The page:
Responding to a question I raised here in comments on Web Fonts Now, for Real, Richard Fink explains the thinking behind Ascender Corp.’s EOT Lite proposal . The name “EOT Lite” suggests that DRM is still very much part of the equation. But, as Fink explains it, it’s actually not.

EOT Lite removes the two chief objections to EOT:

  • it bound the EOT file, through rootstrings, to the domain name;
  • it contained MTX compression under patent by Monotype Imaging, licensed by Microsoft for this use.

Essentially, then, an “EOT Lite file is nothing more than a TTF file with a different file extension” (and an unfortunate but understandable name).

A brief, compelling read for a published spec that might be the key to real fonts on the web.

Web Fonts—Where Are We?”

@ilovetypography tackles the question we’ve been pondering. After setting out what web designers want versus what type designers and foundries want, the author summarizes various new and old proposals (“I once heard EOT described as ‘DRM icing on an OpenType cake.’”) including Tal Leming and Erik van Blokland‘s .webfont, which is gathering massive support among type foundries, and David Berlow’s permissions table, announced here last week.

Where does all of this net out? For @ilovetypography, “While we’re waiting on .webfont et al., there’s Typekit.”

(We announced Typekit here on the day it debuted. Our friend Jeff Veen’s company Small Batch, Inc. is behind Typekit, and Jason Santa Maria consults on the service. Jeff and Jason are among the smartest and most forward thinking designers on the web—the history of Jeff’s achievements would fill more than one book. We’ve tested Typekit, love its simple interface, and agree that it provides a legal and technical solution while we wait for foundries to standardize on one of the proposals that’s now out there. Typekit will be better when more foundries sign on; if foundries don’t agree to a standard soon, Typekit may even be the ultimate solution, assuming the big foundries come on board. If the big foundries demur, it’s unclear whether that will spell the doom of Typekit or of the big foundries.)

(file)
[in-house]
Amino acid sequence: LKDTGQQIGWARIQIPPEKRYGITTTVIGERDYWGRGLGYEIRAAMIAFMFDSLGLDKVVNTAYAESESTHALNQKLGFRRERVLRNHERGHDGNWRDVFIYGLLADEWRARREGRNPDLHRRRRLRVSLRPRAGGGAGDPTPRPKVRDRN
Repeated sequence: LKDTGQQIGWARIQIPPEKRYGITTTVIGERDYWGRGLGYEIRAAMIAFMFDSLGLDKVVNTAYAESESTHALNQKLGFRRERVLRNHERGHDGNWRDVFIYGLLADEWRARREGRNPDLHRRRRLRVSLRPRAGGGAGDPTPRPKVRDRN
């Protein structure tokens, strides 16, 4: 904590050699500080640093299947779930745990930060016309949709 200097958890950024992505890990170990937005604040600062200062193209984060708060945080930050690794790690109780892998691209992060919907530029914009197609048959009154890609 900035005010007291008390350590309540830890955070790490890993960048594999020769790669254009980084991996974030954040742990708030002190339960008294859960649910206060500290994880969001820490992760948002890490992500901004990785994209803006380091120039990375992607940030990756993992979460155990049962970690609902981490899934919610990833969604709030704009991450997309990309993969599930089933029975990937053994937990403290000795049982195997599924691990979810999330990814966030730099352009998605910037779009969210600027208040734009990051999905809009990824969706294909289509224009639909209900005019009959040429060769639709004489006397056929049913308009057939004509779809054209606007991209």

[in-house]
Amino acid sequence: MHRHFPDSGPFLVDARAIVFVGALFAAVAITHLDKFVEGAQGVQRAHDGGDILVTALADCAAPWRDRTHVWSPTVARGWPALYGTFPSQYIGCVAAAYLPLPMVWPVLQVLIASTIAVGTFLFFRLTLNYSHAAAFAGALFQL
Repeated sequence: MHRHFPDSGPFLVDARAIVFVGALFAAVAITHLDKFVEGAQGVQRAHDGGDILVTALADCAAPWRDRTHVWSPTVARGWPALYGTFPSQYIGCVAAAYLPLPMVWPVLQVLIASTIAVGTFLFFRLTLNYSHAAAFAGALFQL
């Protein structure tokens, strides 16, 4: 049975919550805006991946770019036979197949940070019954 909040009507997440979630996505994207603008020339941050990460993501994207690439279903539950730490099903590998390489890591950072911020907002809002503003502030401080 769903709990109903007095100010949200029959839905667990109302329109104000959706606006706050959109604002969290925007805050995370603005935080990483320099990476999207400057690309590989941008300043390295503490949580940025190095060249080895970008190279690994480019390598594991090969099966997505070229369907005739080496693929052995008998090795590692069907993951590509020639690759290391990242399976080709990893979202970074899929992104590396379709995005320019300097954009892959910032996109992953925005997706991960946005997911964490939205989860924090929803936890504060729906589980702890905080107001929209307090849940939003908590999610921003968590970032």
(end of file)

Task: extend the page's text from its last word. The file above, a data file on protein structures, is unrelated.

The Power of HTML 5 and CSS 3

Applauding HTML 5’s introduction of semantic page layout elements (“Goodbye div soup, hello semantic markup”), author Jeff Starr shows how HTML 5 facilitates cleaner, simpler markup, and explains how CSS can target HTML 5 elements that lack classes and IDs. The piece ends with a free, downloadable goodie for WordPress users. (The writer is the author of the forthcoming Digging into WordPress.)

Surfin’ Safari turns up new 3-D HTML5 tricks that give Flash a run for its money

Just like it says.

Read more

  • Web Fonts Now, for Real: David Berlow of The Font Bureau publishes a proposal for a permissions table enabling real fonts to be used on the web without binding or other DRM. — 16 July 2009
  • Web Fonts Now (How We’re Doing With That): Everything you ever wanted to know about real fonts on the web, including commercial foundries that allow @font-face embedding; which browsers already support @font-face; what IE supports instead; Håkon Wium Lie, father of CSS, on @font-face at A List Apart; the Berlow interview at A List Apart; @font-face vs. EOT; Cufón; SIFR; Cufón combined with @font-face; Adobe, web fonts, and EOT; and Typekit, a new web service offering a web-only font linking license on a hosted platform; — 23 May 2009
  • HTML 5 is a mess. Now what? A few days ago on this site, John Allsopp argued passionately that HTML 5 is a mess. In response to HTML 5 activity leader Ian Hickson’s comment here that, “We don’t need to predict the future. When the future comes, we can just fix HTML again,” Allsopp said “This is the only shot for a generation” to get the next version of markup right. Now Bruce Lawson explains just why HTML 5 is “several different kind of messes.” Given all that, what should web designers and developers do about it? — 16 July 2009